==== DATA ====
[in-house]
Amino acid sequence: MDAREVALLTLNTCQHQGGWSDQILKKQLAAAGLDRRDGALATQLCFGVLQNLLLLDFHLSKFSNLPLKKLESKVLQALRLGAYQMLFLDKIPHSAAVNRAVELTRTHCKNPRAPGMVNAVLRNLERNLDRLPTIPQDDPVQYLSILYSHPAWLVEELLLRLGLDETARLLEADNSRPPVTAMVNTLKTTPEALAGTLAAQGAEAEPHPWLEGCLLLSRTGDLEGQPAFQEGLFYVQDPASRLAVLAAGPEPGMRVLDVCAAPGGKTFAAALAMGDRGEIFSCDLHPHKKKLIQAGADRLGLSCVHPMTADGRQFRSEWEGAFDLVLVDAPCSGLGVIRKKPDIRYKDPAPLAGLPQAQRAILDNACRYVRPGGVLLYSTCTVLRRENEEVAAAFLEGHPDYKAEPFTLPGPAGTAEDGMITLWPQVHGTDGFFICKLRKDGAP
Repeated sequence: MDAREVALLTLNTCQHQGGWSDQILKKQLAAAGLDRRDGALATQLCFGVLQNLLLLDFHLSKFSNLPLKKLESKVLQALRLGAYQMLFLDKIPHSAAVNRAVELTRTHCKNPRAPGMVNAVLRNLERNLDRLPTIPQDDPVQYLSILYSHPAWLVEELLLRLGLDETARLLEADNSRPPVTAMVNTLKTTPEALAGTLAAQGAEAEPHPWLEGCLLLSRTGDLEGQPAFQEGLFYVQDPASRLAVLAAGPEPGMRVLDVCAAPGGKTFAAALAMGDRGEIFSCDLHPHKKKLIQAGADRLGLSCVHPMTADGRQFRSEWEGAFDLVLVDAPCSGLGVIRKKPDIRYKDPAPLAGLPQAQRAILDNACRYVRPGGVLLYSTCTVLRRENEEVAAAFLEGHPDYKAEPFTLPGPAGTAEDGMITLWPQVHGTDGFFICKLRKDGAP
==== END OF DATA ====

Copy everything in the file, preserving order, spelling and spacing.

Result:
[in-house]
Amino acid sequence: MDAREVALLTLNTCQHQGGWSDQILKKQLAAAGLDRRDGALATQLCFGVLQNLLLLDFHLSKFSNLPLKKLESKVLQALRLGAYQMLFLDKIPHSAAVNRAVELTRTHCKNPRAPGMVNAVLRNLERNLDRLPTIPQDDPVQYLSILYSHPAWLVEELLLRLGLDETARLLEADNSRPPVTAMVNTLKTTPEALAGTLAAQGAEAEPHPWLEGCLLLSRTGDLEGQPAFQEGLFYVQDPASRLAVLAAGPEPGMRVLDVCAAPGGKTFAAALAMGDRGEIFSCDLHPHKKKLIQAGADRLGLSCVHPMTADGRQFRSEWEGAFDLVLVDAPCSGLGVIRKKPDIRYKDPAPLAGLPQAQRAILDNACRYVRPGGVLLYSTCTVLRRENEEVAAAFLEGHPDYKAEPFTLPGPAGTAEDGMITLWPQVHGTDGFFICKLRKDGAP
Repeated sequence: MDAREVALLTLNTCQHQGGWSDQILKKQLAAAGLDRRDGALATQLCFGVLQNLLLLDFHLSKFSNLPLKKLESKVLQALRLGAYQMLFLDKIPHSAAVNRAVELTRTHCKNPRAPGMVNAVLRNLERNLDRLPTIPQDDPVQYLSILYSHPAWLVEELLLRLGLDETARLLEADNSRPPVTAMVNTLKTTPEALAGTLAAQGAEAEPHPWLEGCLLLSRTGDLEGQPAFQEGLFYVQDPASRLAVLAAGPEPGMRVLDVCAAPGGKTFAAALAMGDRGEIFSCDLHPHKKKLIQAGADRLGLSCVHPMTADGRQFRSEWEGAFDLVLVDAPCSGLGVIRKKPDIRYKDPAPLAGLPQAQRAILDNACRYVRPGGVLLYSTCTVLRRENEEVAAAFLEGHPDYKAEPFTLPGPAGTAEDGMITLWPQVHGTDGFFICKLRKDGAP